Comparison in one subject of long-axis reformats of a short-axis stack of slices for 2D BH and FB studies, showing the slice misregistration of the BH study, which is readily observed in the septal wall.
A) Direct comparison of end-diastolic LV volume (EDV), end-systolic LV volume (ESV), and end-diastolic myocardial volume (EDMV) for the 2D free-breathing and 2D BH methods, in all 11 subjects. B) Bland Altman analysis, showing bias and ± 2 standard ...
Table 1
Bland Altman comparison of 2D breath-hold and free-breathing measurements of left ventricular function.


In this study, we demonstrated that 2D free-breathing cardiac function imaging is possible using NAVs for respiratory-compensation. The two NAVs provide efficient respiratory motion compensation for complete assesment of the first half of the cardiac cycle, i.e. systolic function. Quantitative comparisons of LV volumes with the 2D gold-standard show excellent correlation, with limits of agreement similar to that of reported inter and intra-observer variability of 2D BH SSFP(20).

Discordance betweem BH and FB measurements was greatest for myocardial mass (EDM) (Table 1), although the difference was not significant (p=0.31) in this small study. The data show that this was caused by larger end-diastolic epicardial contours using 2D FB radial. Potentially, this may relate to steady state effects in the FB method, which reduce the contrast between myocardium and epicardial fat in the first cardiac phase (see Fig. 3, arrow).

The free-breathing method provides registered slices and high NAV efficiency, both important for improving assesment of myocardial function, for example during a stress exam. This investigation showed that the common presence of slice misregistration resulted in less agreement between 2D BH and 2D FB measures of LV function, which reached statistical significance for LV mass. This important finding suggests that the 2D FB method may be more accurate than the 2D BH method.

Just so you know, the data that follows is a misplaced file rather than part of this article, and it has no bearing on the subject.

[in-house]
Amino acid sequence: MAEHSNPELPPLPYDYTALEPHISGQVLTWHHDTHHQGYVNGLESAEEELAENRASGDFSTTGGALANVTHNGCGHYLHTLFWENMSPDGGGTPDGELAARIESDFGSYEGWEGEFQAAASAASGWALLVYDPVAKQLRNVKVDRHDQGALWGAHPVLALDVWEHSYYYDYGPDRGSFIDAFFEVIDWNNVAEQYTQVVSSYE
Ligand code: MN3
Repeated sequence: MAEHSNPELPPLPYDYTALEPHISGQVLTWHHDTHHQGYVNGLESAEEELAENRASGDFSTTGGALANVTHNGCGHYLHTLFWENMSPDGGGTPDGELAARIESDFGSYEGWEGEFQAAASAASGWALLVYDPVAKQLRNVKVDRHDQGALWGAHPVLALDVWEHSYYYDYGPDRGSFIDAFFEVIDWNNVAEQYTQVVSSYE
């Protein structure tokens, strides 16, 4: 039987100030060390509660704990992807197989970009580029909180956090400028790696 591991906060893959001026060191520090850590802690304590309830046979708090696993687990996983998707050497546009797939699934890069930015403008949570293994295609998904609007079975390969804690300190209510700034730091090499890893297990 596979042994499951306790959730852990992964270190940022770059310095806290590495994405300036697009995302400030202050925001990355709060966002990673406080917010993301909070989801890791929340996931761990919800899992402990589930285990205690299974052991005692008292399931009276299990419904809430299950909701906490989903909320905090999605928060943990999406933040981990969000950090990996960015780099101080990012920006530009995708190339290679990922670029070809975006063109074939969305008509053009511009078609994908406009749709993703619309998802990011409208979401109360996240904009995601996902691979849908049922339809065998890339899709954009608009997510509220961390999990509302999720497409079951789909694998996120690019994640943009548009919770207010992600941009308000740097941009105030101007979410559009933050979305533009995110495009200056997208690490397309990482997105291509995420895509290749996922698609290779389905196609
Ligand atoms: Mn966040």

The SNR measurements demonstrate that 2D SNR is sufficient, and the benefits of 3D for SNR are not required at this spatial resolution, or even greatly increased spatial resolution. Furthermore, past studies show that the expected SNR increases due to averaging have been offset by reduced inflow signal with the 3D approach(8,10). Since SNR and scan time are sufficient, increased spatial resolution is possible with this 2D FB cine method. This would contribute to visualization of valves, right ventricular wall motion and trabeculation.


This study compared 2D BH and FB methods. However, there were other differences, including different temporal resolution (50 ms vs. 36 ms), use of radial with undersampling, and a smaller flip angle for FB (40−45° vs. 60°). The differences in total scan time (10 minutes for BH vs. 4 minutes for FB) were due to radial undersampling by a factor of 2 and a temporal resolution which was 1.4 times reduced for the FB method. Parallel imaging, which is used clinically at our center for cine scans, can reduce the scan time of the BH cine study by about 2, but was not used here in order to permit simple SNR measurements. Our employment of the radial technique for the FB study was motivated by its well-known superior motion blurring and ghosting properties. However, the conclusions that NAV-gated FB cardiac function is feasible, and that it reduces the common occurrence of slice misregistration which may result in inaccurate volumetric measurements, is independent of our choice of trajectory and temporal resolution.

In conclusion, we have developed a 2D FB dual navigator-gated method using two NAVs, permitting complete assessment of systole. This method provided results qualitatively and quantitatively similar to 2D BH methods with improved slice registration, and may facilitate acquisition of images with higher spatial resolution.


Grant Support: This work was supported in part by grants from the American Heart Association (AHA SDG 0530061N) and the National Institutes of Health (NIBIB K01 EB004434-01A1).